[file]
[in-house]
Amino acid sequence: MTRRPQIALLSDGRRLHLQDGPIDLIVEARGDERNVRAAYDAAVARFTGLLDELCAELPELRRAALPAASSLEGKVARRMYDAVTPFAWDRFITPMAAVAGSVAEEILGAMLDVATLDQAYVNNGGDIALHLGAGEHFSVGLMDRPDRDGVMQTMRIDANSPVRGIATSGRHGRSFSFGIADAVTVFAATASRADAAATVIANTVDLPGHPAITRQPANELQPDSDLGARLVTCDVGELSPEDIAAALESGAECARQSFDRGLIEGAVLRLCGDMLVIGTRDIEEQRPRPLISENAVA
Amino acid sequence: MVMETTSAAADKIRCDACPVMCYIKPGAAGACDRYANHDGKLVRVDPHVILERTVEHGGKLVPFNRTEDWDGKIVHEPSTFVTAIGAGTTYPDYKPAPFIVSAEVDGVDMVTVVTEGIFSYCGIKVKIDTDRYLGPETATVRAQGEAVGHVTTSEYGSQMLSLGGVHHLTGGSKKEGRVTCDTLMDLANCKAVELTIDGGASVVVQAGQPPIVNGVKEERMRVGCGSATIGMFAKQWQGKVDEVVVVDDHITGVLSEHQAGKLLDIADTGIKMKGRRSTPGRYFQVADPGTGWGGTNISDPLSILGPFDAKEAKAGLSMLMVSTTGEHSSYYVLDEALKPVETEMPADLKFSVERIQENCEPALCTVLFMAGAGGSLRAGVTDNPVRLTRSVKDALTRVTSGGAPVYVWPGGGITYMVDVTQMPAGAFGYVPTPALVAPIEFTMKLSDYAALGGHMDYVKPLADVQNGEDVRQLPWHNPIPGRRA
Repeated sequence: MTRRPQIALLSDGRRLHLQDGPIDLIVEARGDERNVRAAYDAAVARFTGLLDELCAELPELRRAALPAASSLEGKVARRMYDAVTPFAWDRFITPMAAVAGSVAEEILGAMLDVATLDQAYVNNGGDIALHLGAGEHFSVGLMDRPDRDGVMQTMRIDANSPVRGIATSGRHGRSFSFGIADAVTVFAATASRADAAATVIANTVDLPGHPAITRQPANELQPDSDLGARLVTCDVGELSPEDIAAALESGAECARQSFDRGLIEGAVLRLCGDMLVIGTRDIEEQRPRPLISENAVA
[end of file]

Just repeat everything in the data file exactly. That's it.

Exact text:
[in-house]
Amino acid sequence: MTRRPQIALLSDGRRLHLQDGPIDLIVEARGDERNVRAAYDAAVARFTGLLDELCAELPELRRAALPAASSLEGKVARRMYDAVTPFAWDRFITPMAAVAGSVAEEILGAMLDVATLDQAYVNNGGDIALHLGAGEHFSVGLMDRPDRDGVMQTMRIDANSPVRGIATSGRHGRSFSFGIADAVTVFAATASRADAAATVIANTVDLPGHPAITRQPANELQPDSDLGARLVTCDVGELSPEDIAAALESGAECARQSFDRGLIEGAVLRLCGDMLVIGTRDIEEQRPRPLISENAVA
Amino acid sequence: MVMETTSAAADKIRCDACPVMCYIKPGAAGACDRYANHDGKLVRVDPHVILERTVEHGGKLVPFNRTEDWDGKIVHEPSTFVTAIGAGTTYPDYKPAPFIVSAEVDGVDMVTVVTEGIFSYCGIKVKIDTDRYLGPETATVRAQGEAVGHVTTSEYGSQMLSLGGVHHLTGGSKKEGRVTCDTLMDLANCKAVELTIDGGASVVVQAGQPPIVNGVKEERMRVGCGSATIGMFAKQWQGKVDEVVVVDDHITGVLSEHQAGKLLDIADTGIKMKGRRSTPGRYFQVADPGTGWGGTNISDPLSILGPFDAKEAKAGLSMLMVSTTGEHSSYYVLDEALKPVETEMPADLKFSVERIQENCEPALCTVLFMAGAGGSLRAGVTDNPVRLTRSVKDALTRVTSGGAPVYVWPGGGITYMVDVTQMPAGAFGYVPTPALVAPIEFTMKLSDYAALGGHMDYVKPLADVQNGEDVRQLPWHNPIPGRRA
Repeated sequence: MTRRPQIALLSDGRRLHLQDGPIDLIVEARGDERNVRAAYDAAVARFTGLLDELCAELPELRRAALPAASSLEGKVARRMYDAVTPFAWDRFITPMAAVAGSVAEEILGAMLDVATLDQAYVNNGGDIALHLGAGEHFSVGLMDRPDRDGVMQTMRIDANSPVRGIATSGRHGRSFSFGIADAVTVFAATASRADAAATVIANTVDLPGHPAITRQPANELQPDSDLGARLVTCDVGELSPEDIAAALESGAECARQSFDRGLIEGAVLRLCGDMLVIGTRDIEEQRPRPLISENAVA